More than twice as many U.S. service members may have been injured in recent attacks in Iraq and Syria than the Pentagon previously disclosed, U.S. defense officials said on Monday. At least 45 Americans are reporting minor injuries or potential traumatic brain injuries.
The military is monitoring approximately two dozen service members who may have suffered traumatic brain injuries (TBI) during the attacks, which are believed to have been carried out by groups with links to Iran, according to U.S. defense officials.
The Defense Department has previously said 21 service members received minor injuries in attacks on U.S. forces at al-Tanf in southern Syria and on al-Asad air base in western Iraq late last month.
The officials attributed the increase to more reports of possible traumatic brain injuries from those attacks. The number of possible TBI cases is likely to change over the coming weeks and months as troops who report mild symptoms initially could be cleared or as more individuals with symptoms could come forward.
Three members of Congress who are all military veterans sent a letter Monday asking Defense Secretary Lloyd Austin how the Pentagon is protecting service members stationed at forward operating bases from traumatic brain injury.
“The Department must proactively work to reduce the risk to service members both to protect our men and women in uniform and to preserve the capability and readiness of forward operating bases,” Reps. Ruben Gallego, D-Ariz.; Morgan Luttrell, R-Texas; and Bill Johnson, R-Ohio, wrote.
They also asked for more information about how the military screens for traumatic brain injury after incidents to identify and treat it soon after the injuries occur.
Since Oct. 17, there have been at least 38 separate attacks on bases housing U.S. troops in Syria and Iraq, mainly by one-way drones, mortars or rockets. The two attacks that caused the injuries were both on Oct. 18.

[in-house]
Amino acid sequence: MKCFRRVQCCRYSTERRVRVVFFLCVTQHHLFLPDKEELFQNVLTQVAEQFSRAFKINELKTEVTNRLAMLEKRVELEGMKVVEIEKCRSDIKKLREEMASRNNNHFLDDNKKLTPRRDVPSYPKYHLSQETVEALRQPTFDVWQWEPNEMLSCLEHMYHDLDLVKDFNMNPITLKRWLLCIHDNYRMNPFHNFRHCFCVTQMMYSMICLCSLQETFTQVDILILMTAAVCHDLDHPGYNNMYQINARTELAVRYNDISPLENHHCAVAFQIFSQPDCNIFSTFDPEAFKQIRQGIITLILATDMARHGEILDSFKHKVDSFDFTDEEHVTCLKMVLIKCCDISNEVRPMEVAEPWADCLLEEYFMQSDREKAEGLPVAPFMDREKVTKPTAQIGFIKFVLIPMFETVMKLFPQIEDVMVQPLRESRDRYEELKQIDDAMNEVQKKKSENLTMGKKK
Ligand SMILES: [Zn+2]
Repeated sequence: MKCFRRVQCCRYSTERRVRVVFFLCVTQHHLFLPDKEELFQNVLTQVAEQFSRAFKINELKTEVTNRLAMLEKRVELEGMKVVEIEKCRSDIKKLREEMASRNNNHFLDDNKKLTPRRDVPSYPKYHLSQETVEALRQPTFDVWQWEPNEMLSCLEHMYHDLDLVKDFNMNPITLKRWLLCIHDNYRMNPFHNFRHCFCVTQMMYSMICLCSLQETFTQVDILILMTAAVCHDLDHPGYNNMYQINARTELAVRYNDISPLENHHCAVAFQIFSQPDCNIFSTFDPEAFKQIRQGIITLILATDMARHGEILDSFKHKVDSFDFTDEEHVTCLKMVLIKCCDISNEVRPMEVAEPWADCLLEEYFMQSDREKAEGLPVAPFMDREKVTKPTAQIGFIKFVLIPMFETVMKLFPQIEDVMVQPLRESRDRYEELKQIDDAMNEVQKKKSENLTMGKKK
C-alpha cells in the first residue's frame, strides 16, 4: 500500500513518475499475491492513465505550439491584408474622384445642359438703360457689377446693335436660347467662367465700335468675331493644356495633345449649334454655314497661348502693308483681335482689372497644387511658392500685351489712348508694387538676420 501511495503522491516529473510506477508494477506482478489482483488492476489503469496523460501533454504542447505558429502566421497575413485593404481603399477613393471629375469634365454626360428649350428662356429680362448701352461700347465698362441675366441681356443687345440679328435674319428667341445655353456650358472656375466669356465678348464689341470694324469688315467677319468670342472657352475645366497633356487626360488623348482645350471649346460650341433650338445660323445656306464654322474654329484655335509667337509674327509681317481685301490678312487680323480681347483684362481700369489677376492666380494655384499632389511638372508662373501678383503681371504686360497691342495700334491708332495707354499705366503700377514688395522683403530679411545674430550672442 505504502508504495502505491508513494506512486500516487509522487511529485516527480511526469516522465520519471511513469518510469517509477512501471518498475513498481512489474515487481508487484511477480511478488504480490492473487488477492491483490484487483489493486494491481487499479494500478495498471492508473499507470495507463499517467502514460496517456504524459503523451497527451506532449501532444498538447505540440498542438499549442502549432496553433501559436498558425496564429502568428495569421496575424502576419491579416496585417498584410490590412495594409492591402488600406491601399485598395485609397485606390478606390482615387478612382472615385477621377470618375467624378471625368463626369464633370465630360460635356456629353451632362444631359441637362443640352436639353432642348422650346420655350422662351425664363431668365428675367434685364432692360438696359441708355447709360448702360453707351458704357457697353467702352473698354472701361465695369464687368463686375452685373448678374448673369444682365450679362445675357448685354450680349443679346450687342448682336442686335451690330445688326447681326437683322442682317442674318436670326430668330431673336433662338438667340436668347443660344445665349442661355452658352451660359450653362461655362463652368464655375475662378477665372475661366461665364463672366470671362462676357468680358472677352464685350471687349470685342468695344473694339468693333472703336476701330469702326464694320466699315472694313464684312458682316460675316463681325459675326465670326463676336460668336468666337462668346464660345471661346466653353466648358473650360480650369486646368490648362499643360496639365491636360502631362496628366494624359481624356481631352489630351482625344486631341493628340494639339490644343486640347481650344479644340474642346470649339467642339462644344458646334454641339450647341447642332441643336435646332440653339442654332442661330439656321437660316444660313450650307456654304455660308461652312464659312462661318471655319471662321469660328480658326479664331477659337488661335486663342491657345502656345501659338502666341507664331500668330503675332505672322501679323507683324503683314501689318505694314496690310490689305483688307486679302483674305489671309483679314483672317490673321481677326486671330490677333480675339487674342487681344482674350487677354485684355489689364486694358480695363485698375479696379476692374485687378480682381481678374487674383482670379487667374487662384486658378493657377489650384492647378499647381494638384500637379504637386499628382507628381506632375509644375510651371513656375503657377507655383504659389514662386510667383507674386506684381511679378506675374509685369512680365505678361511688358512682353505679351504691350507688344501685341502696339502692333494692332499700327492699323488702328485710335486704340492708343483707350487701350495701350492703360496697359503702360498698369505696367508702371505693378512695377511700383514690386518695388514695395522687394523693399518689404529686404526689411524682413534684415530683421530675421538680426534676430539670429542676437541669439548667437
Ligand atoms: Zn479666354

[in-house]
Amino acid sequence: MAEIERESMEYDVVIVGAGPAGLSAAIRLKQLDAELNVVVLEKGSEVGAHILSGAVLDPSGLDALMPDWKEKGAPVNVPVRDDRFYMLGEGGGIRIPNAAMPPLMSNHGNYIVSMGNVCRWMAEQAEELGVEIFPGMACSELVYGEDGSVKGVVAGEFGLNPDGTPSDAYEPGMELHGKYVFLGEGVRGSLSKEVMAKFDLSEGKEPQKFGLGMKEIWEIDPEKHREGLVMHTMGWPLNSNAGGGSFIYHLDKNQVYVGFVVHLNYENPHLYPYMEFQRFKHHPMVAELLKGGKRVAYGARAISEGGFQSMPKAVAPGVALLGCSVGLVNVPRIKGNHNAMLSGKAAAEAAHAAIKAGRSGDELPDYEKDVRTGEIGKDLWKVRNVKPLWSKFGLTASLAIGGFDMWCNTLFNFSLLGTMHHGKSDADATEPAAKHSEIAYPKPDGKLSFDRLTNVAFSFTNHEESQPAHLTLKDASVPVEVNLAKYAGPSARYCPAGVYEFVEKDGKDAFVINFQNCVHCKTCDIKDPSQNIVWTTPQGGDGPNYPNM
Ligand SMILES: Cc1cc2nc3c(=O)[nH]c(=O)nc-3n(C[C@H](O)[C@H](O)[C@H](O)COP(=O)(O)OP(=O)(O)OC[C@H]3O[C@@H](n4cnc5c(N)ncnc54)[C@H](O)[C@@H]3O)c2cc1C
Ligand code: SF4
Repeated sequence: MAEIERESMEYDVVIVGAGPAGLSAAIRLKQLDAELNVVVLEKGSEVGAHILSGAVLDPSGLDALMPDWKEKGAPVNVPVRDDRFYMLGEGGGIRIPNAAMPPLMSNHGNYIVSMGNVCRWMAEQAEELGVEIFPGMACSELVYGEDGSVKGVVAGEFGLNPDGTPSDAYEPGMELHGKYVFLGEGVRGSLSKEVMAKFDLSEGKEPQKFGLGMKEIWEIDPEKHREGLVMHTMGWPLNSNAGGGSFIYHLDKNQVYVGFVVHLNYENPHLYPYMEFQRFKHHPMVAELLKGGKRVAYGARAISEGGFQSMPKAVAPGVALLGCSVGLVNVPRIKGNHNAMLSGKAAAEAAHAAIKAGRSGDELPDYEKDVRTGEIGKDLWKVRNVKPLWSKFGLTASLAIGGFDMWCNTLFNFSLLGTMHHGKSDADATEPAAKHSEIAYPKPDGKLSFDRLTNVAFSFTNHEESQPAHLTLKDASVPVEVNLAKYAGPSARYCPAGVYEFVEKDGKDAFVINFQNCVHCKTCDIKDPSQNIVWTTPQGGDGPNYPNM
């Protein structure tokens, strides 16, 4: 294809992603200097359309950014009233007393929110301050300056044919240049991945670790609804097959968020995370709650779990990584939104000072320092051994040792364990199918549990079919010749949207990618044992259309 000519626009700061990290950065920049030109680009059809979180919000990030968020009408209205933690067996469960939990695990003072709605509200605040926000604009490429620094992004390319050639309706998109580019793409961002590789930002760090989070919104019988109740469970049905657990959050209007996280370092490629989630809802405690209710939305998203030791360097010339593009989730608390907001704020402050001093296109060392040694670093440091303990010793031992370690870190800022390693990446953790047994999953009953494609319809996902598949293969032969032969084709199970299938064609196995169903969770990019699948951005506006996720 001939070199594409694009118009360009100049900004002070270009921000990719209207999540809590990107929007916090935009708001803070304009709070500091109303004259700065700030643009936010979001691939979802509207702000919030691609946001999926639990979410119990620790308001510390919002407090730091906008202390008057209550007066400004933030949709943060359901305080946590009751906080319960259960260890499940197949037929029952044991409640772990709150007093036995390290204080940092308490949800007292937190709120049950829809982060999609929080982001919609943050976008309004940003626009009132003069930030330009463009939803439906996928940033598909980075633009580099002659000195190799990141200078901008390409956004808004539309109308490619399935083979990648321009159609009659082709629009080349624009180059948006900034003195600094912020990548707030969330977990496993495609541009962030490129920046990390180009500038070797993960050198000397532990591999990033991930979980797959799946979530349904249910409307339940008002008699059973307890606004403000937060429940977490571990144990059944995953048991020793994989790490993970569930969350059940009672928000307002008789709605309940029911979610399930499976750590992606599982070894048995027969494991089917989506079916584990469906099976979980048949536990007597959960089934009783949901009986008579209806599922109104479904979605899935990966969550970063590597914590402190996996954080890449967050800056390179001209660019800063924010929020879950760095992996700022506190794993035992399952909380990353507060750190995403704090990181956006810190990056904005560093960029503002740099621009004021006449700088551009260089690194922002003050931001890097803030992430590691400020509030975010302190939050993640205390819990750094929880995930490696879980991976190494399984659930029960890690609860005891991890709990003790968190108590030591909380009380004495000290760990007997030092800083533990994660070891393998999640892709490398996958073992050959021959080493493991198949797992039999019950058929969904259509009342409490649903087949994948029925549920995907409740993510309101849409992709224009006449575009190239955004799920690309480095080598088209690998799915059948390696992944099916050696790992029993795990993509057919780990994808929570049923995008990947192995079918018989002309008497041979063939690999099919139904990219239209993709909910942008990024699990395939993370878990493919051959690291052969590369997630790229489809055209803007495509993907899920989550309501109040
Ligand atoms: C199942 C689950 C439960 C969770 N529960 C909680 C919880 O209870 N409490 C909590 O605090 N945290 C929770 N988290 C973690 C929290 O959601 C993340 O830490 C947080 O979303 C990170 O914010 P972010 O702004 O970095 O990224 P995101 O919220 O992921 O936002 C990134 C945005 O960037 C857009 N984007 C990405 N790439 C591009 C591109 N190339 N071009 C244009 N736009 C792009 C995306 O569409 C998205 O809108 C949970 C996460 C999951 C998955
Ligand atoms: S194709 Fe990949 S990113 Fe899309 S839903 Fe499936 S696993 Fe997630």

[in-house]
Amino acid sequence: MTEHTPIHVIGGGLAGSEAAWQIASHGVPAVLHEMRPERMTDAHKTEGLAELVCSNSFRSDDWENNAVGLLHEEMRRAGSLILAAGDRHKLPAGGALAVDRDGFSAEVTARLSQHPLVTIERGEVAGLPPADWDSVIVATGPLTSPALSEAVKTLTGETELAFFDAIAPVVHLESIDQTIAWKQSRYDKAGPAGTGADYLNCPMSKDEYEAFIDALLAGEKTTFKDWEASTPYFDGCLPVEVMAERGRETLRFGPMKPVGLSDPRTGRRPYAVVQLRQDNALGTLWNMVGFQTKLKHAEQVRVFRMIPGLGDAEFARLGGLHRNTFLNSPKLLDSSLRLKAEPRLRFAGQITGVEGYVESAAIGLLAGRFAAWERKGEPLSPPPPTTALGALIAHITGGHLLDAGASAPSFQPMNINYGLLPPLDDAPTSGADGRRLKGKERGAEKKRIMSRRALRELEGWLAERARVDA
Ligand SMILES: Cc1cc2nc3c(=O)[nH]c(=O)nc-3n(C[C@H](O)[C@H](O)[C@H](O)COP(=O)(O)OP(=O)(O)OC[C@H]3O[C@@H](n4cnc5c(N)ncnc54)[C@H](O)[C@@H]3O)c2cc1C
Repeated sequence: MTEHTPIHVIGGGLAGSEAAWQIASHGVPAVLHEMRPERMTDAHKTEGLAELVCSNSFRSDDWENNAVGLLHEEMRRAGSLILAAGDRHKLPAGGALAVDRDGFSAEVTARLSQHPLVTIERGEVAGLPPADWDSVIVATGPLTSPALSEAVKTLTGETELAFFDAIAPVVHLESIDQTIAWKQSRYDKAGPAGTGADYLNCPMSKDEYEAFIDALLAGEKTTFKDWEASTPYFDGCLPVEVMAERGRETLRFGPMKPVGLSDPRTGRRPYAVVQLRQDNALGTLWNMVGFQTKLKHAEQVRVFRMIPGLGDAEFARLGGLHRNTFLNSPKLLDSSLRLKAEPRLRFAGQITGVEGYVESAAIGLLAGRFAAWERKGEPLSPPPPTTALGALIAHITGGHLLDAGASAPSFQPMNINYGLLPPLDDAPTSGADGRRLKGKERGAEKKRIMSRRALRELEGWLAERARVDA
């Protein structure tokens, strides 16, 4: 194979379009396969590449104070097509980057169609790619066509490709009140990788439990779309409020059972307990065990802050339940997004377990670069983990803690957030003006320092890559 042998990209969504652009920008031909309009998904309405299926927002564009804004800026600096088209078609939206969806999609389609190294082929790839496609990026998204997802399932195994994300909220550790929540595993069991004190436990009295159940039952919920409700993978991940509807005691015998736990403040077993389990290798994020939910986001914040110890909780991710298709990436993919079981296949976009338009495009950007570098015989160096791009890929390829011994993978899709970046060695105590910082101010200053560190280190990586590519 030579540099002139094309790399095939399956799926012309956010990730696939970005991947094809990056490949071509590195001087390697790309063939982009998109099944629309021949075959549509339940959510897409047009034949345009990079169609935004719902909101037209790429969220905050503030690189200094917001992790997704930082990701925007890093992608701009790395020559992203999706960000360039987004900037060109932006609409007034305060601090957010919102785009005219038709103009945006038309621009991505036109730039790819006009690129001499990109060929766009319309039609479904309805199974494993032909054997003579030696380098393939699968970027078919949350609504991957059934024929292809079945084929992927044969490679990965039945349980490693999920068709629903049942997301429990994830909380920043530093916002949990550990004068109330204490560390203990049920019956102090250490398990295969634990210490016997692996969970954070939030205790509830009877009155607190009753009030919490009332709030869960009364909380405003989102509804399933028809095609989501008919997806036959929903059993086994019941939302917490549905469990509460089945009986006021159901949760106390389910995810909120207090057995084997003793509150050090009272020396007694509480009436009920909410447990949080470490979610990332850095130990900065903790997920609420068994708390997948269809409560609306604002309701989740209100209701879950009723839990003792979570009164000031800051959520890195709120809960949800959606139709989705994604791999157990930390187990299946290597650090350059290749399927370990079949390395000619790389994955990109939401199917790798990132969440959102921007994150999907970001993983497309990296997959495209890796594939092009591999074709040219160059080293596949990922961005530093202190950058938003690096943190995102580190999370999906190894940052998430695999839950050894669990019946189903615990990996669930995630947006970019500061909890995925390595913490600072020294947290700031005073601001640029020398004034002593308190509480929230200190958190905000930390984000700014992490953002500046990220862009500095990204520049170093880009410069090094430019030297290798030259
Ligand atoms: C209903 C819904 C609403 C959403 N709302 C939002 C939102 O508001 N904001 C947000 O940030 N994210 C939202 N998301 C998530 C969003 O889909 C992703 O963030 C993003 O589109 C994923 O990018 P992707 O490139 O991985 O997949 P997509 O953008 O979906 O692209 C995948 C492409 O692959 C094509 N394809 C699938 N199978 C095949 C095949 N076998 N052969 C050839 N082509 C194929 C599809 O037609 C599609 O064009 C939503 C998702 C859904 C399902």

One of the attacks, on al-Tanf in southern Syria, included two drones. One of them was shot down, but the other struck the base, injuring U.S. troops. The other attack, on al-Asad air base in Iraq, also involved two drones. Both were shot down, but one broke apart over the base, with the debris destroying a hangar and injuring the troops inside.
A U.S. contractor died that day when he suffered a heart attack sheltering in place at al-Asad, the Pentagon said. The injuries so far include at least 32 people at al-Tanf, 13 at al-Asad and one in Erbil in northern Iraq, according to Pentagon press secretary Brig. Gen. Patrick Ryder.
Last month, the U.S. military conducted strikes on two targets in eastern Syria to retaliate for the recent spate of attacks, hitting an ammunition storage facility and a weapons storage facility that the U.S. said had direct ties to Iran’s Islamic Revolutionary Guard Corps and its proxy groups.
The U.S. blames the recent attacks on Iranian-backed militia groups. While they have not said Iran is directing the attacks, U.S. officials say Iran is responsible for funding, arming, equipping and training the groups.
“What we want is for Iran to take very specific action to direct its militias and proxies to stand down,” a senior U.S. defense official said after the strikes last month.
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